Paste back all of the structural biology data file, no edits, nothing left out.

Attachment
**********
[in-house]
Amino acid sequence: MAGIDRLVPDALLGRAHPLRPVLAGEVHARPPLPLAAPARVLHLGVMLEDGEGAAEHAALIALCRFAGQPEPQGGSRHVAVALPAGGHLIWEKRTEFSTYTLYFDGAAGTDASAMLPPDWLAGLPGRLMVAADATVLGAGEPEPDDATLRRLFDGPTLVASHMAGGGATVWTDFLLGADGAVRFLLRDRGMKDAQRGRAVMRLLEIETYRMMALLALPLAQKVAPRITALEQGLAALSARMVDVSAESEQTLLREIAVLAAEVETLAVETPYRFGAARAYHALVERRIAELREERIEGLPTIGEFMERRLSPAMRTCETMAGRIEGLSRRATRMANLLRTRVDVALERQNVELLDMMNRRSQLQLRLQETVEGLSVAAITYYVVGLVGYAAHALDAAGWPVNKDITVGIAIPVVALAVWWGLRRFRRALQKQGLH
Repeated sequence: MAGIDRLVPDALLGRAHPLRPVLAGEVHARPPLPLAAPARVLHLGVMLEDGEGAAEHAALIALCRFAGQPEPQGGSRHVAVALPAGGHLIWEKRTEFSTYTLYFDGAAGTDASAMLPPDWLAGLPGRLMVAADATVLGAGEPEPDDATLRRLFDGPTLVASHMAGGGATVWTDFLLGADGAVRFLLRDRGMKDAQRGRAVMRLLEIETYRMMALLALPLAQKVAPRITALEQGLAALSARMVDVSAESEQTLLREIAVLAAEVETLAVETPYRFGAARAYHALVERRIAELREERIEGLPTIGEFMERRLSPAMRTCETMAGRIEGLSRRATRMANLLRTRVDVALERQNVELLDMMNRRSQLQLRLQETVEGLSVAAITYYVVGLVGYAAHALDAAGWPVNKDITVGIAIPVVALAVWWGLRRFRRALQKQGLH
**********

[in-house]
Amino acid sequence: MAGIDRLVPDALLGRAHPLRPVLAGEVHARPPLPLAAPARVLHLGVMLEDGEGAAEHAALIALCRFAGQPEPQGGSRHVAVALPAGGHLIWEKRTEFSTYTLYFDGAAGTDASAMLPPDWLAGLPGRLMVAADATVLGAGEPEPDDATLRRLFDGPTLVASHMAGGGATVWTDFLLGADGAVRFLLRDRGMKDAQRGRAVMRLLEIETYRMMALLALPLAQKVAPRITALEQGLAALSARMVDVSAESEQTLLREIAVLAAEVETLAVETPYRFGAARAYHALVERRIAELREERIEGLPTIGEFMERRLSPAMRTCETMAGRIEGLSRRATRMANLLRTRVDVALERQNVELLDMMNRRSQLQLRLQETVEGLSVAAITYYVVGLVGYAAHALDAAGWPVNKDITVGIAIPVVALAVWWGLRRFRRALQKQGLH
Repeated sequence: MAGIDRLVPDALLGRAHPLRPVLAGEVHARPPLPLAAPARVLHLGVMLEDGEGAAEHAALIALCRFAGQPEPQGGSRHVAVALPAGGHLIWEKRTEFSTYTLYFDGAAGTDASAMLPPDWLAGLPGRLMVAADATVLGAGEPEPDDATLRRLFDGPTLVASHMAGGGATVWTDFLLGADGAVRFLLRDRGMKDAQRGRAVMRLLEIETYRMMALLALPLAQKVAPRITALEQGLAALSARMVDVSAESEQTLLREIAVLAAEVETLAVETPYRFGAARAYHALVERRIAELREERIEGLPTIGEFMERRLSPAMRTCETMAGRIEGLSRRATRMANLLRTRVDVALERQNVELLDMMNRRSQLQLRLQETVEGLSVAAITYYVVGLVGYAAHALDAAGWPVNKDITVGIAIPVVALAVWWGLRRFRRALQKQGLH